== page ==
Chapter 1 of this report sets out definitions of working engineers—based on their degree, occupation, or use of engineering skills—and documents their educational backgrounds, demographics, occupational and sectoral distribution, specific work activities, and career pathways. The chapter also examines the economic returns to an engineering degree, the dynamics of the engineering labor market, and major forces, including technological changes and globalization, that shape the market and with it the educational and career pathways of engineers. Chapter 2 reviews changing workplace demands for engineering graduates’ skills and knowledge and implications for engineering education. Chapter 3 examines factors that influence the decision making of potential and degreed engineers, starting with K–12 preparation and then considering experiences through college and into the workforce, with a focus on women and racial/ethnic minorities who are significantly underrepresented in engineering education and the engineering labor force. Chapter 4 presents the committee’s major findings and recommendations, which are summarized in the report’s Executive Summary. Commissioned white papers with data and analysis used by the committee are provided in the appendices in addition to other background materials.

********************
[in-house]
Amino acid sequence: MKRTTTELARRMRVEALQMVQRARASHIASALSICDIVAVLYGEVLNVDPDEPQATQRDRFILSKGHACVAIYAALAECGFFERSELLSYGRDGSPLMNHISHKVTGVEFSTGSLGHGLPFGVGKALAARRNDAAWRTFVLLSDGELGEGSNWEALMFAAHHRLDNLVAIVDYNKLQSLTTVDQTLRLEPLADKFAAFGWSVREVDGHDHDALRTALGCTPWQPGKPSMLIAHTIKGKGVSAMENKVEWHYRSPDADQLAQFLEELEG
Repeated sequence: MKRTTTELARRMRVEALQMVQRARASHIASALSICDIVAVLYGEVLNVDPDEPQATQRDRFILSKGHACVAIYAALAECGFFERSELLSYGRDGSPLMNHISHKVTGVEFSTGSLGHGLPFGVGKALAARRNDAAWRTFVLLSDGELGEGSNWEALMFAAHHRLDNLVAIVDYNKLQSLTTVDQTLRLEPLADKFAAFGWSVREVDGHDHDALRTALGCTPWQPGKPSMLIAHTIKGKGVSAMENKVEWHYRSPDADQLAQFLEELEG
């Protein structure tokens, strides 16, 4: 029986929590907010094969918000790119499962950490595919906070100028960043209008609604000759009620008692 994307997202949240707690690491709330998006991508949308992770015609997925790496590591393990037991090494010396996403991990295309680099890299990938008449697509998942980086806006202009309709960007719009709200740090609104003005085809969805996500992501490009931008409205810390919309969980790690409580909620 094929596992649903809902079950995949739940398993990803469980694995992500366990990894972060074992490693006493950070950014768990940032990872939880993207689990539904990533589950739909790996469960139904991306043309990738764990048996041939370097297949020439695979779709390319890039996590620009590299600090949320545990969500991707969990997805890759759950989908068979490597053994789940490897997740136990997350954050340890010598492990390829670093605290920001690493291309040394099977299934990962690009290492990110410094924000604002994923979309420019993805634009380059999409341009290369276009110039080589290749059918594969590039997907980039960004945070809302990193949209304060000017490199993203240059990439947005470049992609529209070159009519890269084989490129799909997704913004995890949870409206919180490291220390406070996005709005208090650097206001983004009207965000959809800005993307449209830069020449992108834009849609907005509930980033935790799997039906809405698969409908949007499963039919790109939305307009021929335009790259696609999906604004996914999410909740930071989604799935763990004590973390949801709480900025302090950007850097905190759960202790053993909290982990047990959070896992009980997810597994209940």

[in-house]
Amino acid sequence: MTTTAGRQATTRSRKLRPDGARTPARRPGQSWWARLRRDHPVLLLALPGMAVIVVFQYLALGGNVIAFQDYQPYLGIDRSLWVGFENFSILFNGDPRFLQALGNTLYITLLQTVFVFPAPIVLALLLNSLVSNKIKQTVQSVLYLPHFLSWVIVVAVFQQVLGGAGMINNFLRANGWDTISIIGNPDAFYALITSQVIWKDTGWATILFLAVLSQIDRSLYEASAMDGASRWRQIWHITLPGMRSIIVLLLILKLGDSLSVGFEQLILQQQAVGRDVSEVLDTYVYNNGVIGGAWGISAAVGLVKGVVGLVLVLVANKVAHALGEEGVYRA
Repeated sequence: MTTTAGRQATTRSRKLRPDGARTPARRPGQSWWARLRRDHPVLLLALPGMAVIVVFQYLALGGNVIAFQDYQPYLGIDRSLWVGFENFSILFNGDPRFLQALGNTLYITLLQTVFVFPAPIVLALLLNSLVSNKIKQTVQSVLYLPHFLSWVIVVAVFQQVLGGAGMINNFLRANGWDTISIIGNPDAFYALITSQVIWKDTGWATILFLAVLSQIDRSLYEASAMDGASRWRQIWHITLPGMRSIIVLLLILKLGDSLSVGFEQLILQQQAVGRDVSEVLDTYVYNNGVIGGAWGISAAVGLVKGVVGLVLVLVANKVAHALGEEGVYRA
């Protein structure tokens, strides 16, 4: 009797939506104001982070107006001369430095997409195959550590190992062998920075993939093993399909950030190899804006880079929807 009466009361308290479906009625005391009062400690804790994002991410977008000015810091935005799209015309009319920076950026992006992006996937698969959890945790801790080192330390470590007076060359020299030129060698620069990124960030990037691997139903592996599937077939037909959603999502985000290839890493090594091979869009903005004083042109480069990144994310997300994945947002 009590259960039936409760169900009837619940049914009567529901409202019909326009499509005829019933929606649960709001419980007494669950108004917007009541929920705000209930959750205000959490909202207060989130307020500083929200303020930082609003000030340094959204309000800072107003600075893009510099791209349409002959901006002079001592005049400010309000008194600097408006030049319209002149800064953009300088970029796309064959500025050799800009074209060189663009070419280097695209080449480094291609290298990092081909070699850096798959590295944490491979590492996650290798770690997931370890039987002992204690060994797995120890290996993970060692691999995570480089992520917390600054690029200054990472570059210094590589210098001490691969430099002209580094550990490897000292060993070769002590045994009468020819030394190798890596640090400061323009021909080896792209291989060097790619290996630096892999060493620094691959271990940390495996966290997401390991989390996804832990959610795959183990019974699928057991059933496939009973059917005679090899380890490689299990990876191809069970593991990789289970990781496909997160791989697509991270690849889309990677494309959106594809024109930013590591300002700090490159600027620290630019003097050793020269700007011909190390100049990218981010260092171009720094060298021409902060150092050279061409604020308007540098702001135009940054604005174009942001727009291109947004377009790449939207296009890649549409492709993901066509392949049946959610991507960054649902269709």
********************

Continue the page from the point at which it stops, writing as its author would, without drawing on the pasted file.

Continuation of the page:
NSF [National Science Foundation]. 2013. Women, Minorities, and Persons with Disabilities in Science and Engineering: 2013. National Center for Science and Engineering Statistics Special Report NSF 13-304. Arlington, VA. Available at www.nsf.gov/statistics/wmpd/.